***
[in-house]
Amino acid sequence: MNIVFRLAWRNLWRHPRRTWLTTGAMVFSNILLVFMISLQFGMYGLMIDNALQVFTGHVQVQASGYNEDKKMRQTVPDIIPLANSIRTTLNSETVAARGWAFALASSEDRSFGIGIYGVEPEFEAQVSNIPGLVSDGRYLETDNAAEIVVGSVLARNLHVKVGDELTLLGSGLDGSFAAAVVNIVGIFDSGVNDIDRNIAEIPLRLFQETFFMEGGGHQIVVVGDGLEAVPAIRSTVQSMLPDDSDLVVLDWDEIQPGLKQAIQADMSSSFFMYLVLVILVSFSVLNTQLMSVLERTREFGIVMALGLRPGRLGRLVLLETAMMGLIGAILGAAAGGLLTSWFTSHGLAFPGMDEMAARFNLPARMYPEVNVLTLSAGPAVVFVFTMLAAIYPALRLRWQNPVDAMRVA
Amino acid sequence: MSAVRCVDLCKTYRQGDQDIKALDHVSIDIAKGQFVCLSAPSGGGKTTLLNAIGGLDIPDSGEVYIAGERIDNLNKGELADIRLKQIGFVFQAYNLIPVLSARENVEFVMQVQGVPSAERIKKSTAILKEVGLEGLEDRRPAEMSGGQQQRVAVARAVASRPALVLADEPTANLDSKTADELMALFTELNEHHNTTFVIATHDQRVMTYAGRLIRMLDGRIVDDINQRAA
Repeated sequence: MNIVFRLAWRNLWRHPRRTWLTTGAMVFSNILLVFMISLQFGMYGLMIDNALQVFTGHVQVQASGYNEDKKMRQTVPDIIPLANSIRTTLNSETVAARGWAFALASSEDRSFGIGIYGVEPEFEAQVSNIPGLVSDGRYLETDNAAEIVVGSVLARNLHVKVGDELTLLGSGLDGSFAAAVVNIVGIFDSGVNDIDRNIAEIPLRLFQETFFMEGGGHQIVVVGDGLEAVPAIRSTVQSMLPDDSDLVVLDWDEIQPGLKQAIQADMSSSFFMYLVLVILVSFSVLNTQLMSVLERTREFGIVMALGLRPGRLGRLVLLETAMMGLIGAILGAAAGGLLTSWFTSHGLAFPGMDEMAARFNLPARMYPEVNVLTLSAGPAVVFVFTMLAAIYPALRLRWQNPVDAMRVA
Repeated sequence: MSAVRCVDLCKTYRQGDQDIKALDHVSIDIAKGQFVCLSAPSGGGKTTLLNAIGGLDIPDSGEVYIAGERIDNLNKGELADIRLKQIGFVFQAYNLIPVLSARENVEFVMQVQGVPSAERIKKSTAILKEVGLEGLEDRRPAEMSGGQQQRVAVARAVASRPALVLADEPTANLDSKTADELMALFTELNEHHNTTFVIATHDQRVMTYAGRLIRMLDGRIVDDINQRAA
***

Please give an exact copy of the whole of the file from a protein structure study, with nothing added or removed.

[in-house]
Amino acid sequence: MNIVFRLAWRNLWRHPRRTWLTTGAMVFSNILLVFMISLQFGMYGLMIDNALQVFTGHVQVQASGYNEDKKMRQTVPDIIPLANSIRTTLNSETVAARGWAFALASSEDRSFGIGIYGVEPEFEAQVSNIPGLVSDGRYLETDNAAEIVVGSVLARNLHVKVGDELTLLGSGLDGSFAAAVVNIVGIFDSGVNDIDRNIAEIPLRLFQETFFMEGGGHQIVVVGDGLEAVPAIRSTVQSMLPDDSDLVVLDWDEIQPGLKQAIQADMSSSFFMYLVLVILVSFSVLNTQLMSVLERTREFGIVMALGLRPGRLGRLVLLETAMMGLIGAILGAAAGGLLTSWFTSHGLAFPGMDEMAARFNLPARMYPEVNVLTLSAGPAVVFVFTMLAAIYPALRLRWQNPVDAMRVA
Amino acid sequence: MSAVRCVDLCKTYRQGDQDIKALDHVSIDIAKGQFVCLSAPSGGGKTTLLNAIGGLDIPDSGEVYIAGERIDNLNKGELADIRLKQIGFVFQAYNLIPVLSARENVEFVMQVQGVPSAERIKKSTAILKEVGLEGLEDRRPAEMSGGQQQRVAVARAVASRPALVLADEPTANLDSKTADELMALFTELNEHHNTTFVIATHDQRVMTYAGRLIRMLDGRIVDDINQRAA
Repeated sequence: MNIVFRLAWRNLWRHPRRTWLTTGAMVFSNILLVFMISLQFGMYGLMIDNALQVFTGHVQVQASGYNEDKKMRQTVPDIIPLANSIRTTLNSETVAARGWAFALASSEDRSFGIGIYGVEPEFEAQVSNIPGLVSDGRYLETDNAAEIVVGSVLARNLHVKVGDELTLLGSGLDGSFAAAVVNIVGIFDSGVNDIDRNIAEIPLRLFQETFFMEGGGHQIVVVGDGLEAVPAIRSTVQSMLPDDSDLVVLDWDEIQPGLKQAIQADMSSSFFMYLVLVILVSFSVLNTQLMSVLERTREFGIVMALGLRPGRLGRLVLLETAMMGLIGAILGAAAGGLLTSWFTSHGLAFPGMDEMAARFNLPARMYPEVNVLTLSAGPAVVFVFTMLAAIYPALRLRWQNPVDAMRVA
Repeated sequence: MSAVRCVDLCKTYRQGDQDIKALDHVSIDIAKGQFVCLSAPSGGGKTTLLNAIGGLDIPDSGEVYIAGERIDNLNKGELADIRLKQIGFVFQAYNLIPVLSARENVEFVMQVQGVPSAERIKKSTAILKEVGLEGLEDRRPAEMSGGQQQRVAVARAVASRPALVLADEPTANLDSKTADELMALFTELNEHHNTTFVIATHDQRVMTYAGRLIRMLDGRIVDDINQRAA